It took me a long time to allow myself to notice. I remember my work colleague going sneaking out for a smoko, returning in two days, still wearing the same clothes, smelling of fresh cigarette smoke. He took the date change on his calendar in his stride, similarly to his two day facial hair and our puzzled looks. And after a couple of hushed conversations in the staff canteen, so did we. After all, he wasn’t concerned, it must have been an urgent family matter. Let’s afford our co-worker the privacy we would expect. It was a string of these incidents, greatly spaced out mind you, that finally made me admit to myself something is definitely amiss. Thinking back, I think everyone around me had the same hunch, but we all kept it to ourselves. After all, it was gigantically uncool to be ‘anti visitor’.

Having once gone through the process of realisation, it was hard for me to go back. I started paying attention to the length of my fingernails in the mornings. I took note of moisture in my pot-plant’s soil. Even the greasiness in my hair. Anything to give me an anchor in time. To allow me the luxury of knowing. And I lived in fear. Waiting my turn. Wondering if I’ll be back. Scared.

It was bright. That’s the first thing I remember noticing. It was very bright. I was sitting at a metal desk in the middle of a very well lit room. For a moment I couldn’t see much. My disorientation extended beyond my surroundings. I realised, I had no idea of where I was before this. I didn’t know what day it was, what time. Instinctively I looked down at my nails. They looked normal to me, but I could not remember their length at last check. My carefully laid out plan to outsmart them seemed to fall apart. Then I realised, this probably happened to everyone who’s been up here. At least I assumed I was up in the sky, in one of the steel snowflakes. I had no recollection of getting here. After a while I gave up trying and decided to pay attention to my surroundings instead. I was sitting at a crude metal desk on a metal chair. It didn’t feel cold. There was nothing within three meters of my desk and then there they were! A whole crowd of them. My eyes growing accustomed to the light, I could make out each shape. They were very much like us. I noticed a though race through my mind “ so all the science fictions were right” and automatically thought it was silly. But they were like us.

As my vision got better, I started noticing the differences between our people. They looked odd. Slightly out of shape. Like the work of a sculptor who hasn’t quite mastered the human proportions yet. That’s it! They looked like sculptures. My train of though was leading me to another realisation. They weren’t what I’d call organic. They were sculptured! I concentrated on the face of the one closest to me. After much deliberation, which probably took only a second in real time, my brain decided his face was sculpted out of some sort of resin or plastic. Except … to my horror I realised he had human ears. It looked as if they were grafted into his frame surgically. I didn’t want to think about where they came from, but slowly my mind started wondering what other human parts are popular amongst my hosts. Then one of the spoke and I was relieved to be shaken out of my thoughts.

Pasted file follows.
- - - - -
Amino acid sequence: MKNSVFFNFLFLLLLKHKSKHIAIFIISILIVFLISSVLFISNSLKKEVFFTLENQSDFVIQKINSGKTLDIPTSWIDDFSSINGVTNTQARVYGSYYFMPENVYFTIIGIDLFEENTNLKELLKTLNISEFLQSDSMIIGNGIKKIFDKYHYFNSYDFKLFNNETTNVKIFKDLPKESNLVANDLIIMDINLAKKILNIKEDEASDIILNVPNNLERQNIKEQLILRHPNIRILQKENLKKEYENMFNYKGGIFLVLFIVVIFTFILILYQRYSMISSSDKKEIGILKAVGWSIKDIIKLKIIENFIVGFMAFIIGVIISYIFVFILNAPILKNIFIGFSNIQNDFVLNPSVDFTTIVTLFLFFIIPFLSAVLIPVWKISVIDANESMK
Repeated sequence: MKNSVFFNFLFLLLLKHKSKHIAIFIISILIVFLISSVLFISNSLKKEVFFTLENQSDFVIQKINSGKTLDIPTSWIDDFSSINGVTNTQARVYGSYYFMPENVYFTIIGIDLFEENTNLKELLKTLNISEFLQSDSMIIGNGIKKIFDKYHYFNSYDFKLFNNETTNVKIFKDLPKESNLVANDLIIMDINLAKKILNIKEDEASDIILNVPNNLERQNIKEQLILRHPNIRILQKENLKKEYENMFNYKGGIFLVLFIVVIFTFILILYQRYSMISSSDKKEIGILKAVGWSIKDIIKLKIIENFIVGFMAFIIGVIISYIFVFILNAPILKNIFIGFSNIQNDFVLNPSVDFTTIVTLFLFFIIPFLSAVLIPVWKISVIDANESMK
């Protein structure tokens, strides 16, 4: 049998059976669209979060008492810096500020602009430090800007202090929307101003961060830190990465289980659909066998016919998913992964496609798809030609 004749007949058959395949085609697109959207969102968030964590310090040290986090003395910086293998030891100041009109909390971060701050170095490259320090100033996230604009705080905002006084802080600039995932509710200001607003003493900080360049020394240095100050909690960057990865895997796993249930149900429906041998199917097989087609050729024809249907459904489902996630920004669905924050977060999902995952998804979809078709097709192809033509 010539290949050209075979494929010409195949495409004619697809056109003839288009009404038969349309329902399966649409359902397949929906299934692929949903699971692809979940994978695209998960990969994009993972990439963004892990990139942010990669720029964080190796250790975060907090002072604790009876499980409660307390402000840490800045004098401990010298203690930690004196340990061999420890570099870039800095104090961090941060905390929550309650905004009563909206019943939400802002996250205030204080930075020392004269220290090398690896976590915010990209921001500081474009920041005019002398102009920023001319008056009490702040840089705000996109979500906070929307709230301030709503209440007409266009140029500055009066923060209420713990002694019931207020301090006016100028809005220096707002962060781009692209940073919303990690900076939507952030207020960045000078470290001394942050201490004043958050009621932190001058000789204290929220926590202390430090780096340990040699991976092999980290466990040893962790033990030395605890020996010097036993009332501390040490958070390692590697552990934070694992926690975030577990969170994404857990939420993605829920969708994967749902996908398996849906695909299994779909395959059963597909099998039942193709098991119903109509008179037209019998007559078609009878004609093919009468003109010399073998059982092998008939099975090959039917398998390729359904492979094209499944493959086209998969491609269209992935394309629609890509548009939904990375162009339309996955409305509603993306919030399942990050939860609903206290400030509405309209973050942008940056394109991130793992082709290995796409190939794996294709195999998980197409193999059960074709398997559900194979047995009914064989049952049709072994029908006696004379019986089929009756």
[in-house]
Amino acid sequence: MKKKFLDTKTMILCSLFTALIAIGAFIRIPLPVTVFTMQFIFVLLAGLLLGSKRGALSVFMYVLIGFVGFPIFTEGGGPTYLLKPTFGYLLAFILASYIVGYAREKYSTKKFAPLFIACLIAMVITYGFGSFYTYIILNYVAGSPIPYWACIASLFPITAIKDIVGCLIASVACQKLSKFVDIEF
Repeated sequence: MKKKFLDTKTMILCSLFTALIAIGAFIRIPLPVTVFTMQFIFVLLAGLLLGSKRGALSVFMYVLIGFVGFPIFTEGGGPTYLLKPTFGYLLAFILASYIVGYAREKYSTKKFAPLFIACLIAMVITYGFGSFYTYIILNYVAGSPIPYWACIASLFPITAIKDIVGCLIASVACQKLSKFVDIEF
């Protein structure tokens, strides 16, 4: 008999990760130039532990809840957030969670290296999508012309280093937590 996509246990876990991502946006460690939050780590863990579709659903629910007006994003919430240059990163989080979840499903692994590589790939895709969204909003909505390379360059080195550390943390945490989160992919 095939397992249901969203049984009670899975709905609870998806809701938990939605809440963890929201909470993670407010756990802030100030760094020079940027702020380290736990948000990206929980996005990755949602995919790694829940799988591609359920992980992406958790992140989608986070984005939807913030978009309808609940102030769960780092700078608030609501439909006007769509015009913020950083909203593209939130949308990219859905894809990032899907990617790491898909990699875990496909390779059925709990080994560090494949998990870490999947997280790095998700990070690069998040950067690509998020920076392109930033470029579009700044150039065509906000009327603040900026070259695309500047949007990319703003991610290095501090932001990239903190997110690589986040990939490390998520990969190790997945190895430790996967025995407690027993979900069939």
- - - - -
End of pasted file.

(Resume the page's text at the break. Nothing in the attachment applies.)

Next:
I don’t remember what he said, but I suddenly knew. They had to adapt. The ears were a necessity to communicate with us. To learn our speech. They always spoke your tongue. The ears allowed them to listen and learn. And they talked to me. They talked at length. And I couldn’t hear what they were saying, but I did absorb most of the meaning, constantly puzzled at the process of knowledge osmosis taking place. And then, as if directed to do so, I pulled out an plastic object from my pocket. I threw it at their feet and watched. The object seemed to come alive, the plastic melting and pulling on itself. One of my hosts got closer to it, and the plastic melted into his body, becoming a part of him.

And then I understood the slow approach. The distance of the hovering crafts. The distance between myself and them. The need for the metal desk I was sitting at. I understood this wasn’t an invasion. This was an accidental takeover. They needed our help. They needed our plastic wares of all things possible, and down there, no one has guessed it. I also knew another thing. Us
tree huggers, living our organic lives had nothing to worry about.

And then I woke up in my bed, next to my gently snoring husband. And I forgot to check my nails.